Is It Handmade or Not?
Frankly, I prefer to write about anything that touches on my handmade pillows, textile, other people who make things with their hands, and of course home decor. But recently, the question of what is truly handmade has reached a near declaration of war between the purist and "would be redefiner of handmade" on one side and those who follow the modern usage of handmade as defined in dictionaries on the other side.
Let me state up front: I stand with the modern, accepted usage of handmade: using tools to make an item by hand--not mass produced with a machine or even an assembly line style. Why? Let me illustrate what I believe to be handmade.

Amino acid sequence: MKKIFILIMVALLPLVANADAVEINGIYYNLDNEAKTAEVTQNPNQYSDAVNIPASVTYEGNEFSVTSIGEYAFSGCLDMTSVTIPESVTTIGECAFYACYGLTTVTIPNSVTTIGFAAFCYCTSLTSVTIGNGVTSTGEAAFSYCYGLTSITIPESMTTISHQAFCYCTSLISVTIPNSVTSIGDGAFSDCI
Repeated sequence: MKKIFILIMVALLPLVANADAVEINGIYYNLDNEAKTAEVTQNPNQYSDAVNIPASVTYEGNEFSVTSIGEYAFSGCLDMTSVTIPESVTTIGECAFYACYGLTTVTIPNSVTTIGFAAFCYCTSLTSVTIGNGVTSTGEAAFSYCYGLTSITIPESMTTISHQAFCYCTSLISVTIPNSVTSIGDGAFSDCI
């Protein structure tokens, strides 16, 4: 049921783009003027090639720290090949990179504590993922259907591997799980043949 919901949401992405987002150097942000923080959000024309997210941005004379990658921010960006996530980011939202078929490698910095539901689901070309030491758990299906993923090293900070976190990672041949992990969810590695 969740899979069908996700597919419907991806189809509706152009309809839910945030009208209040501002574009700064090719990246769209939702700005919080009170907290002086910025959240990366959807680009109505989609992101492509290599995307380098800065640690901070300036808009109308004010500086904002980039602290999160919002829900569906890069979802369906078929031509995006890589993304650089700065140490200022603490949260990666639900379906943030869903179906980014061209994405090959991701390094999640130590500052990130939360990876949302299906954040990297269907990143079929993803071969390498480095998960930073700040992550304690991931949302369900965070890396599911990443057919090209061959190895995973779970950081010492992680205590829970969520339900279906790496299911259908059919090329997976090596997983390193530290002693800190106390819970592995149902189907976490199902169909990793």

First, if you are unaware of the current heated discussion, it recently started with Etsy management attempting to redefine what it claims is handmade to justify its new policies that will allow sellers to use manufacturers to produce their items, even drop ship the sellers finished goods. This new policy goes so far as to state that the seller can act as the designer, even pay someone else to design the product. In short, the seller doesn't have to touch the item. Many sellers are, to say the least, outraged. Their reasons range from a concern of a flood of resellers and mass produced goods to the onslaught of cheap, poorly made products. Worse, there is a real concern that the lone seller will not be found in searches, which is already a problem. Some sellers or many sellers are leaving Etsy or waiting out the holiday season or planning to leave Etsy in the new year. Many are also staying to see what the future brings.